The December 29 missile incident took place against the backdrop of two earlier visits to Minsk by high-level Russian delegations. On December 3, Russian Defense Minister Sergei Shoigu held talks with Belarusian President Alyaksandr Lukashenka and his Belarusian counterpart Viktor Khrenin. As a result, the two defense ministers signed a protocol amending the 1997 bilateral agreement on the joint provision of regional security in the military sphere. The text of the protocol was not made public, which triggered wide media speculations and concerns in Western diplomatic circles that the two countries might be expanding the territorial scope for the use of their joint grouping of forces to include Ukraine. However, the Belarusian Defense Ministry later specified that the protocol amends the planning and financing of joint activities of the regional grouping. Moreover, judging by the list of Belarusian officials present at the meeting, it can be assumed that military-industrial cooperation was also on the agenda.

On December 19, Russian President Vladimir Putin paid his first visit to Belarus in more than three years, heading a large Russian government delegation. According to Lukashenka, strategic questions of economic cooperation and integration represented the primary negotiation items, but the sides discussed foreign and security policy matters as well. Belarusian officials expressed overall satisfaction with the meeting’s results. In particular, they announced a breakthrough in talks on “the common gas market and the concept and pricing [of trade in energy resources] for the next three years”. Yet, no details were released, which provoked another wave of media speculations about whether Minsk secured beneficial economic contracts in exchange for a more active role in Moscow’s war against Ukraine.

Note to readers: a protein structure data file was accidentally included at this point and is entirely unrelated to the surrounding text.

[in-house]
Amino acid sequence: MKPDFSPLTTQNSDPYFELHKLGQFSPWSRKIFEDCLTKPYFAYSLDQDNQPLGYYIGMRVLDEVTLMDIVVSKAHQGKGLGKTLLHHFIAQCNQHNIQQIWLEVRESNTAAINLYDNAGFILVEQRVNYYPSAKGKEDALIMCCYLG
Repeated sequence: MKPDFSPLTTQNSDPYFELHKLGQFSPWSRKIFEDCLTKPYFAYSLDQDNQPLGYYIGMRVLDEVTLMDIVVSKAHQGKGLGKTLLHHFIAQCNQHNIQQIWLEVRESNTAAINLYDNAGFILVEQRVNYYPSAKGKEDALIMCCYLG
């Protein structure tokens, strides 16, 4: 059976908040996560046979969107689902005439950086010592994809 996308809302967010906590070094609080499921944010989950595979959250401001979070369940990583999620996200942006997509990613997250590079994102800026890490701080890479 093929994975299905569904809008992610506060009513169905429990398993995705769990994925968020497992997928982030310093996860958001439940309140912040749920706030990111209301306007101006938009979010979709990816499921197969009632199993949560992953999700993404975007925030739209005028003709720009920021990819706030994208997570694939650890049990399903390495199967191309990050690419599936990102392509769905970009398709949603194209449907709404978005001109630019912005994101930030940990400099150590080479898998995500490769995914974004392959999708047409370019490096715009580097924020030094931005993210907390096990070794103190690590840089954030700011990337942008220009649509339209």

In this light, when the December 29 missile incident was first reported, it indeed looked particularly worrisome. But statements by Belarusian military officials and diplomats, which quickly followed, signaled that Minsk remains determined to stay away from any direct participation in the conflict and, thus, seeks to avoid any escalation on its border with Ukraine.

At the same time, the incident shows how increasingly tough this task is becoming and how many challenges Belarus is facing as the war approaches its one-year mark.

After two similar missile incidents in Poland and Belarus, this kind of expansion of the war’s geographic impact is becoming a “new normal” in Eastern Europe. As such, all regional actors should treat these developments seriously with a view to minimizing the further risks of an outright Russian-NATO military collision. To that end, sustaining permanent military-to-military communication channels among the countries in the region and maintaining any transparency mechanisms that remain feasible will be critical. Therefore, Ukraine’s recent decision to withdraw from the agreement with Belarus on advanced bilateral confidence- and security-building measures from April 16, 2001, seems rather hasty and unnecessary. Even if implementation of the agreement is unrealistic at the moment, keeping it intact would not pose any military risks, as at a later point, depending on the battlefield developments in Ukraine, it could once again become instrumental for security and stability in Eastern Europe.


Yauheni Preiherman

Director, Minsk Dialogue Council on International Relations